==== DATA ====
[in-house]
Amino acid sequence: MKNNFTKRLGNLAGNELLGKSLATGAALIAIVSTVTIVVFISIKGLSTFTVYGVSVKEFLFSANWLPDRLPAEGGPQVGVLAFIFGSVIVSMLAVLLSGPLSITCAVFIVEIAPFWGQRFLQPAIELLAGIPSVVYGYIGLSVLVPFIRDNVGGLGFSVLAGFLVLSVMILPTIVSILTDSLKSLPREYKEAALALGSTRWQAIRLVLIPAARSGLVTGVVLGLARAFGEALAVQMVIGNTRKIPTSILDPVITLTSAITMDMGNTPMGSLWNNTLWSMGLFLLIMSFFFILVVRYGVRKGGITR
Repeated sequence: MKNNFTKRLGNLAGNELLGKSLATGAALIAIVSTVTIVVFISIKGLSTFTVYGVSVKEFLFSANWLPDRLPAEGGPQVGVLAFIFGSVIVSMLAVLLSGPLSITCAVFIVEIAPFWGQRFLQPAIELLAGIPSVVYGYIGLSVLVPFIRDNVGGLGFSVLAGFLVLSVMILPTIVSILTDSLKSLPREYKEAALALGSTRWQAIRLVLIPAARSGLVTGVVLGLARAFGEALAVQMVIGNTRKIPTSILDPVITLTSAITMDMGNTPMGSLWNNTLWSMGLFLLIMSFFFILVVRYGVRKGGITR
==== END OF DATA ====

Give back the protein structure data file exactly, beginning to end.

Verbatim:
[in-house]
Amino acid sequence: MKNNFTKRLGNLAGNELLGKSLATGAALIAIVSTVTIVVFISIKGLSTFTVYGVSVKEFLFSANWLPDRLPAEGGPQVGVLAFIFGSVIVSMLAVLLSGPLSITCAVFIVEIAPFWGQRFLQPAIELLAGIPSVVYGYIGLSVLVPFIRDNVGGLGFSVLAGFLVLSVMILPTIVSILTDSLKSLPREYKEAALALGSTRWQAIRLVLIPAARSGLVTGVVLGLARAFGEALAVQMVIGNTRKIPTSILDPVITLTSAITMDMGNTPMGSLWNNTLWSMGLFLLIMSFFFILVVRYGVRKGGITR
Repeated sequence: MKNNFTKRLGNLAGNELLGKSLATGAALIAIVSTVTIVVFISIKGLSTFTVYGVSVKEFLFSANWLPDRLPAEGGPQVGVLAFIFGSVIVSMLAVLLSGPLSITCAVFIVEIAPFWGQRFLQPAIELLAGIPSVVYGYIGLSVLVPFIRDNVGGLGFSVLAGFLVLSVMILPTIVSILTDSLKSLPREYKEAALALGSTRWQAIRLVLIPAARSGLVTGVVLGLARAFGEALAVQMVIGNTRKIPTSILDPVITLTSAITMDMGNTPMGSLWNNTLWSMGLFLLIMSFFFILVVRYGVRKGGITR